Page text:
Giving the “benefit of doubt” to ‘Peepli Live’ co-director Mahmood Farooqui, the Delhi high court on Monday set aside his conviction in a rape case, observing that there were doubts over the claim of the US-based complainant that he had oral sex with her without her consent.
“No” may not always mean no, Justice Ashutosh Kumar said in his ruling, adding that there were examples of “woman’s behavior (where)… afeeble ‘no’ may mean a ‘yes'” in cases of past intimacy. The 35-year-old woman had alleged that Farooqui, a writer, director and story-teller, had raped her at his Delhi home on March 28, 2015.
A fast-track court had last year sentenced Farooqui to 7-year term. The HC’s order revolved around the question of consent. It found the claim of rape unreliable, noting the woman had faked an orgasm during the alleged crime, justifying it on the grounds that she feared violence similar to Nirbhaya’s if she resisted. “In an act of passion, actuated by libido, there could be myriad circumstances which can surround a consent and it may not necessarily always mean yes in case of yes or no in case of no,” the judge held.
In the judgment, the high court also took into account factors such as past intimacy between Farooqui and the woman, noting that they had kissed twice in the past. It remains in doubt, the court said, “as to whether such an incident (the rape)… took place, and if at all it had taken place, (whether) it was without her consent, and if it was without her consent, whether the appellant could discern/understand the same.”
The court demanded a higher level of “clear no” to convey lack of consent in cases where “parties are known to each other, are persons of letters and are intellectually proficient, and if, in the past, there have been physical contacts.” It said in such cases “it would be really difficult to decipher whether little or no resistance and a feeble ‘no’, was actually a denial of consent”. The court added that the relationship between Farooqui and the woman “extended beyond a normal friendship or a relationship between a guide and a researcher”.
Citing the woman’s testimony in court, Justice Kumar noted that “physical contact with Farooqui in the nature of a kiss or a hug was being accepted by her without any protest”. HC discussed how in early February 2015, the complainant met Farooqui at Hauz Khas village with a friend where he was drunk. They all went to a cafe in the village where they had liquor and food.
From there, they all went to another friend’s place and then to Nagaland Kitchen in Farooqui’s car where he kissed her and she returned his kiss. It also referred to another episode when Farooqui invited her for dinner at his house. With his wife present, the three “consumed liquor and during the period of brief absence of his wife who was moving from one room to another, the appellant and the prosecutrix exchanged kisses.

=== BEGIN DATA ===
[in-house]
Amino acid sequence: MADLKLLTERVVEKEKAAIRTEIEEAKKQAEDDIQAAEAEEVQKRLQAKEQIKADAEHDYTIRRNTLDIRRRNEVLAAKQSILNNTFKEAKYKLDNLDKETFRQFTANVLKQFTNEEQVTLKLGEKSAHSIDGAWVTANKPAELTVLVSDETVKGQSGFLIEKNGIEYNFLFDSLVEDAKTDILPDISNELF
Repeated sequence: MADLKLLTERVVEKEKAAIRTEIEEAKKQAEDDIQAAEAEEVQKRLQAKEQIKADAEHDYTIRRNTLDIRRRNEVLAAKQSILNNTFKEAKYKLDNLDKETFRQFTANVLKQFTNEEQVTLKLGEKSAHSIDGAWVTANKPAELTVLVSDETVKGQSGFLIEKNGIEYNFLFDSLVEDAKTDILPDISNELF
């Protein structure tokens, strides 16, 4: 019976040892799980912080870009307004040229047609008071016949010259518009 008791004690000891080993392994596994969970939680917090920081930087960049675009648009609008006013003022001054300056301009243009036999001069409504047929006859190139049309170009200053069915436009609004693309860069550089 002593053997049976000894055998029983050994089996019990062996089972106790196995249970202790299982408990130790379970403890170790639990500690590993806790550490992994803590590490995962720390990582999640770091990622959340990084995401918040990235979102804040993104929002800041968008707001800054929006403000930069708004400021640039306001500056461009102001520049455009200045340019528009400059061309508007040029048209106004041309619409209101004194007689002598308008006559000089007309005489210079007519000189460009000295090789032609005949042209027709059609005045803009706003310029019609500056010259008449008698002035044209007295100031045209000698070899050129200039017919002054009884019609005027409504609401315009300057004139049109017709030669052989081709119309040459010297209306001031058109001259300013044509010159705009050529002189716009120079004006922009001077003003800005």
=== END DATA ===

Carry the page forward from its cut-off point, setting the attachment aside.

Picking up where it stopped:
She was also asked by the appellant to stay over and sleep on a couch, which she refused. She has deposed before the trial court that since she did not want the relationship to go any further, she left the house of the appellant by calling an Uber taxi.” In the 82-page judgment, the court said although Farooqui’s mental condition — he reportedly suffered from bipolar disorder — may not be a ground to justify any act prohibited under law, it can be taken into consideration while deciding whether he had the correct cognitive perception to understand the exact import of any communication by the other person.
It, however, added that any foray into this subject would be fraught with “speculative imagination”, which the court did not intend to undertake. Advocate Vrinda Grover, who represented the US woman, said they will appeal against the high court order. Grover had claimed on March 30, 2015 that Farooqui, in his email reply to the woman, had admitted the crime and apologised to her for having committed the act without her consent and against her will.
Grover had also argued that Farooqui never raised the question of consent during the trial and hence it shouldn’t be considered in the appeal stage. But the HC brushed aside the objection saying, “It is a well-settled proposition that from attending circumstances and evidence already collected, if it appears that some circumstance could be gleaned from such already collected evidence which goes to the benefit of the accused… (it) cannot be brushed aside on the slender ground that such plea was not taken before the trial court.”
The HC also noted that Farooqui’s wife had read the communication between her husband and the woman and informed her that he was under a rehabilitation regime for a bipolar mental condition. The trial court, on August 4 last year, had observed that Farooqui had taken advantage of the situation when the victim was alone in his house. The police had on June 19, 2015, lodged the FIR against Farooqui on the woman’s complaint after which he was arrested. On July 29, 2015, the police had filed its chargesheet against Farooqui alleging he had raped the research scholar from Columbia University.
Whatever the merits of this specific case, the court may have set a potentially dangerous precedent by arguing that a no does not always necessarily mean no in the context of consent. It is easy to see defence lawyers lapping this up in cases of rape and other sexual offences even where there the alleged victim has explicitly said no to argue that the accused may not have perceived it as a firm no. It is a slippery slope the court should have avoided stepping onto.